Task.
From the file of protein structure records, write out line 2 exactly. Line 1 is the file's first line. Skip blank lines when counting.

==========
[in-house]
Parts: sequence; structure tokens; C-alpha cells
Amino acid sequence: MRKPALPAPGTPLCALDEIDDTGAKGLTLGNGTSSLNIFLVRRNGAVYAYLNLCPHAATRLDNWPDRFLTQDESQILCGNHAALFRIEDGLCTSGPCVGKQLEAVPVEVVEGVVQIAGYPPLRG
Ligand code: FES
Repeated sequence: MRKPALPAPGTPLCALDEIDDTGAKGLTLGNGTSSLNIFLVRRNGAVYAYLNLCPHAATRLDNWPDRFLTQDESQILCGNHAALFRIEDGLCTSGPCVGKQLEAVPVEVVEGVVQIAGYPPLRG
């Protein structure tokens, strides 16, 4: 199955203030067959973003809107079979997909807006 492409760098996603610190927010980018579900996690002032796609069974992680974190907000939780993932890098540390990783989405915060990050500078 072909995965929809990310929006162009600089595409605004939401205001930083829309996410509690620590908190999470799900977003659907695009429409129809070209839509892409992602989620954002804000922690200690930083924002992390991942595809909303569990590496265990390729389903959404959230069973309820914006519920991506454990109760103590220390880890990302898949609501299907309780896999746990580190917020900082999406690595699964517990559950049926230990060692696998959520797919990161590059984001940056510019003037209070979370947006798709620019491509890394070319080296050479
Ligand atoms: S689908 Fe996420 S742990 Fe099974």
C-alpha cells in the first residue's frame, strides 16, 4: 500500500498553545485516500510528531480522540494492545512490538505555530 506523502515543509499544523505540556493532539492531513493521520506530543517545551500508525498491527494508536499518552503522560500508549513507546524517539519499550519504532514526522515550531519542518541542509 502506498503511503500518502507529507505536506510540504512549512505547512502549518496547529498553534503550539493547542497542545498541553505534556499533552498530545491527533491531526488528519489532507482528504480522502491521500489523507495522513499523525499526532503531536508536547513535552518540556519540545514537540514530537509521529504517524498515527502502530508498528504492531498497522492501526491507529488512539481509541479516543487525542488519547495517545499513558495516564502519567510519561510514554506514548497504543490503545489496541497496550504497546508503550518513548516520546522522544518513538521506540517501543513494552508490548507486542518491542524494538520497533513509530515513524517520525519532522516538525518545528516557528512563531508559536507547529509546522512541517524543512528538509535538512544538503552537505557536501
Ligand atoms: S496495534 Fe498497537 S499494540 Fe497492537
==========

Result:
Parts: sequence; structure tokens; C-alpha cells